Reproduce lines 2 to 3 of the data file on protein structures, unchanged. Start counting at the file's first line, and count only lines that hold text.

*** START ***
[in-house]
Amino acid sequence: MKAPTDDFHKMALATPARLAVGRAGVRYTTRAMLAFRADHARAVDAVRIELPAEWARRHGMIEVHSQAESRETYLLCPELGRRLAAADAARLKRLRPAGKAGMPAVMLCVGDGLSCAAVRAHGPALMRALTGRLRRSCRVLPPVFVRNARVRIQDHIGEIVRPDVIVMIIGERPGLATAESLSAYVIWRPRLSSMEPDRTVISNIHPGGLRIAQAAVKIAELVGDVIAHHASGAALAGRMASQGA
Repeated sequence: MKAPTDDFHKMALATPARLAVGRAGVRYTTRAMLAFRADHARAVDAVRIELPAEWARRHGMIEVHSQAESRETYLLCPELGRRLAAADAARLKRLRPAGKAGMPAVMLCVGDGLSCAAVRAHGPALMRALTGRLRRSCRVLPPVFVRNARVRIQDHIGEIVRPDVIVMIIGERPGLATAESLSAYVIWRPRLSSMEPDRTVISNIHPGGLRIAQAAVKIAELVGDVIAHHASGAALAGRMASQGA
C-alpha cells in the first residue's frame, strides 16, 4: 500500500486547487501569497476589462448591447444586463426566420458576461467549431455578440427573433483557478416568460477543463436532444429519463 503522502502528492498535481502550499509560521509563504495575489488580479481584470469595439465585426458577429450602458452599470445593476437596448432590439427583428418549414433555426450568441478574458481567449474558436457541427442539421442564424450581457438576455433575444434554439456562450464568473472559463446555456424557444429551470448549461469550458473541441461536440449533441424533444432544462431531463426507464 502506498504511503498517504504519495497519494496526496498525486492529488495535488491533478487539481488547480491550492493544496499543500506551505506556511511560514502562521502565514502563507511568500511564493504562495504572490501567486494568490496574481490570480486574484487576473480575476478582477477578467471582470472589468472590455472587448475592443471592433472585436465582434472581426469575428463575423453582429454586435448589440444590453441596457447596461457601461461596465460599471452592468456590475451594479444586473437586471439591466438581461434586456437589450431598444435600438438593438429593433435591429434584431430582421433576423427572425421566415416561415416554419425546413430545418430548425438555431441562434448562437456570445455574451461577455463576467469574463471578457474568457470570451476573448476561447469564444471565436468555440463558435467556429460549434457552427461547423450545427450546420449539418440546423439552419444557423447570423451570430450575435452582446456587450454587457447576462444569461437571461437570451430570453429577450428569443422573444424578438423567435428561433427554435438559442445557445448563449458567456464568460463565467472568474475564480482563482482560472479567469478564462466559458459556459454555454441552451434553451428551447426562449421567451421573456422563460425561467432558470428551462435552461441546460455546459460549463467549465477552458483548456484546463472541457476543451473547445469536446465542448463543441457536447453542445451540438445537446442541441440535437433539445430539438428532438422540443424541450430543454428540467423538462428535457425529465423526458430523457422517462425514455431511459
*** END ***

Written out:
Amino acid sequence: MKAPTDDFHKMALATPARLAVGRAGVRYTTRAMLAFRADHARAVDAVRIELPAEWARRHGMIEVHSQAESRETYLLCPELGRRLAAADAARLKRLRPAGKAGMPAVMLCVGDGLSCAAVRAHGPALMRALTGRLRRSCRVLPPVFVRNARVRIQDHIGEIVRPDVIVMIIGERPGLATAESLSAYVIWRPRLSSMEPDRTVISNIHPGGLRIAQAAVKIAELVGDVIAHHASGAALAGRMASQGA
Repeated sequence: MKAPTDDFHKMALATPARLAVGRAGVRYTTRAMLAFRADHARAVDAVRIELPAEWARRHGMIEVHSQAESRETYLLCPELGRRLAAADAARLKRLRPAGKAGMPAVMLCVGDGLSCAAVRAHGPALMRALTGRLRRSCRVLPPVFVRNARVRIQDHIGEIVRPDVIVMIIGERPGLATAESLSAYVIWRPRLSSMEPDRTVISNIHPGGLRIAQAAVKIAELVGDVIAHHASGAALAGRMASQGA